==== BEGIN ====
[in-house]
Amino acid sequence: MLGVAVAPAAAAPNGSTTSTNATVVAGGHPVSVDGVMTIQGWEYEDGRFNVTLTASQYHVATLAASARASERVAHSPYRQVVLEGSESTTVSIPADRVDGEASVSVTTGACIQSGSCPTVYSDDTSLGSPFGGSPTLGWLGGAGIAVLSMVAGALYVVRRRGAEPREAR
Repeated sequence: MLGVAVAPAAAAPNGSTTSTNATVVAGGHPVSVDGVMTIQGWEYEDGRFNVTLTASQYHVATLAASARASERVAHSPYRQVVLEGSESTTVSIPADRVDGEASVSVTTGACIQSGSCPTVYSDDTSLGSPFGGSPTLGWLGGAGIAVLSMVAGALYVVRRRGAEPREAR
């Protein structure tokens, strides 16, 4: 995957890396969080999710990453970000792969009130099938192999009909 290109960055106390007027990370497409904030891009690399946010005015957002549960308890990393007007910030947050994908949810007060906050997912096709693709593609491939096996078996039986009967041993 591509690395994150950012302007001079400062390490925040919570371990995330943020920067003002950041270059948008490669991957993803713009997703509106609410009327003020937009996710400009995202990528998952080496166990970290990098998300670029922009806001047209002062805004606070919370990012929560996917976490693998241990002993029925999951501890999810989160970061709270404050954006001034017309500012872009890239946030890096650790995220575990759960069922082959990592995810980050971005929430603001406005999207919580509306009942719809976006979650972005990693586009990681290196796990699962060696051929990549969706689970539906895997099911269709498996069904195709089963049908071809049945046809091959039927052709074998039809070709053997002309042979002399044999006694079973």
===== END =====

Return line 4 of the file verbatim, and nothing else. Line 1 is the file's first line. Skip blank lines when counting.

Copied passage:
């Protein structure tokens, strides 16, 4: 995957890396969080999710990453970000792969009130099938192999009909 290109960055106390007027990370497409904030891009690399946010005015957002549960308890990393007007910030947050994908949810007060906050997912096709693709593609491939096996078996039986009967041993 591509690395994150950012302007001079400062390490925040919570371990995330943020920067003002950041270059948008490669991957993803713009997703509106609410009327003020937009996710400009995202990528998952080496166990970290990098998300670029922009806001047209002062805004606070919370990012929560996917976490693998241990002993029925999951501890999810989160970061709270404050954006001034017309500012872009890239946030890096650790995220575990759960069922082959990592995810980050971005929430603001406005999207919580509306009942719809976006979650972005990693586009990681290196796990699962060696051929990549969706689970539906895997099911269709498996069904195709089963049908071809049945046809091959039927052709074998039809070709053997002309042979002399044999006694079973």